A huge, unmanned cargo ship arrived at the International Space Station today (March 28), delivering tons of fresh supplies for the six-man crew of the orbiting outpost.
After five days chasing down the space station in orbit, the European Space Agency's third Automated Transfer Vehicle (ATV-3) arrived at the complex at 6:31 p.m. EDT (2231 GMT). The vehicle is carrying about 7 tons of food, water, clothing, experiments and fuel for the space station in what is the heaviest load ever delivered to the outpost by a robotic spacecraft, ESA officials have said.
The ATV-3 flawlessly docked at a parking spot on the station's Zvezda service module using a sophisticated laser guidance system, as both vehicles flew 240 miles (386 kilometers) over the South Pacific Ocean. Dutch astronaut André Kuipers and Russian cosmonaut Oleg Kononenko were on hand to monitor the docking operations from inside the Zvezda module, NASA officials said.
"The capture was soft," one of the astronauts radioed to mission controllers. "We didn't even feel it."
The rendezvous and docking was managed by operators at ESA's ATV control center outside of Toulouse, France, as well as by NASA officials in Mission Control at the Johnson Space Center in Houston.
To celebrate the ATV-3's arrival at the space station, Dutch music group Love & Mersey, a Beatles tribute band, recorded a music video called "Back at the ISS." The musical greeting, which features lyrics in English, Dutch and Russian, has already been shown to Kuipers, Kononenko and the four other residents of the space station.
“Thank you, Love and Mersey," Kuipers said from space after watching the video, according to ESA officials. "Back at the ISS is a wonderful gift to music lovers everywhere, and I hope that it inspires young people to follow studies that take them into space one day, too." [Dazzling Night Launch Photos of Europe's ATV-3]
The cylindrical, 13-ton cargo ship is 35 feet (10.7 meters) long and 14.7 feet (4.5 meters) wide and is so large it can fit a double-decker bus inside. The disposable spacecraft will remain attached to the space station for up to six months before the astronauts load it with garbage and deliberately send it to burn up as it re-enters Earth's atmosphere.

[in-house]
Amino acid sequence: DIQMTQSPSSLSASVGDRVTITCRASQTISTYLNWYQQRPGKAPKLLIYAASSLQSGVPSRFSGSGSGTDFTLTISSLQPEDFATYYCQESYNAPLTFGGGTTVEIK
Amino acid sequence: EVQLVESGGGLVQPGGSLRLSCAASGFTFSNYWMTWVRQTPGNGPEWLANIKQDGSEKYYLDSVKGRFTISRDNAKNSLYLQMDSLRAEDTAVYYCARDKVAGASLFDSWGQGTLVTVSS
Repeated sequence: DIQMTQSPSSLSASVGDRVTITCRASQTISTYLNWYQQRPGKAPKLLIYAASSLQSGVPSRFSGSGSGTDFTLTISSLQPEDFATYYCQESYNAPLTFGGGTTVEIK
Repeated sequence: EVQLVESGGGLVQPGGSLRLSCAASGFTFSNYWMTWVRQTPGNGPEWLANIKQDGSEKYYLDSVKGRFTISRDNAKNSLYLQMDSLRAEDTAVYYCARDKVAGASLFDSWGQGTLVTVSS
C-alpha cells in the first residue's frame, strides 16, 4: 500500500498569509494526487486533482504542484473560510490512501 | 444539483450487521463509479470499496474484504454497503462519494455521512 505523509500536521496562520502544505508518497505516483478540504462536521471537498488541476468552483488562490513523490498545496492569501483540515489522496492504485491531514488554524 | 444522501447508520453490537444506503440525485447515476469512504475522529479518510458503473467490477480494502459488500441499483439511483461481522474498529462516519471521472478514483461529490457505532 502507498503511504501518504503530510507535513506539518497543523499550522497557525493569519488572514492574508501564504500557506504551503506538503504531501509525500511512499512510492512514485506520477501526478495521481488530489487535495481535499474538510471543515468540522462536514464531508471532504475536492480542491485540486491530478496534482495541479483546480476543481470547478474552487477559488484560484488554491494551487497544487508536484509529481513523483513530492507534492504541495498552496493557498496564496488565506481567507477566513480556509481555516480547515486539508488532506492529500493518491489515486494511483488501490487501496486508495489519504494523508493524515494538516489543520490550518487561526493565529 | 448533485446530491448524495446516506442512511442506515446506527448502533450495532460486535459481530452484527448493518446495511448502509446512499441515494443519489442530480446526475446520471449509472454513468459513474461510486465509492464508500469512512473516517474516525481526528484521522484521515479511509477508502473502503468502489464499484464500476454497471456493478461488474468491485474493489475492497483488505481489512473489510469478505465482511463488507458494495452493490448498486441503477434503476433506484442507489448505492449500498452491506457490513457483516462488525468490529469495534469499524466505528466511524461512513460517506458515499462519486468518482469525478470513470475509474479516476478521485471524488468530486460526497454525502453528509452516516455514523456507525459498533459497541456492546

The ATV-3 launched into space on March 23 from Europe's South America-based spaceport in Kourou, French Guiana.
The spacecraft is named "Edoardo Amaldi," after the celebrated Italian physicist who is credited with helping to create the European Space Agency. Amaldi is also one of the founding fathers of CERN, the particle physics laboratory along the Swiss-French border that houses the Large Hadron Collider.
ESA names its ATV vehicles after historical figures in astronomy or space exploration. The agency's first ATV, Jules Verne, made its maiden flight to the space station in 2008. The ATV-2, named Johannes Kepler, followed in 2011.
Europe's next two planned ATVs, named ATV-4 Albert Einstein and ATV-5 Georges Lemaître, are currently scheduled to launch to the International Space Station in 2013 and 2014, respectively.
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Denise Chow is a former Space.com staff writer who then worked as assistant managing editor at Live Science before moving to NBC News as a science reporter, where she focuses on general science and climate change. She spent two years with Space.com, writing about rocket launches and covering NASA's final three space shuttle missions, before joining the Live Science team in 2013. A Canadian transplant, Denise has a bachelor's degree from the University of Toronto, and a master's degree in journalism from New York University. At NBC News, Denise covers general science and climate change.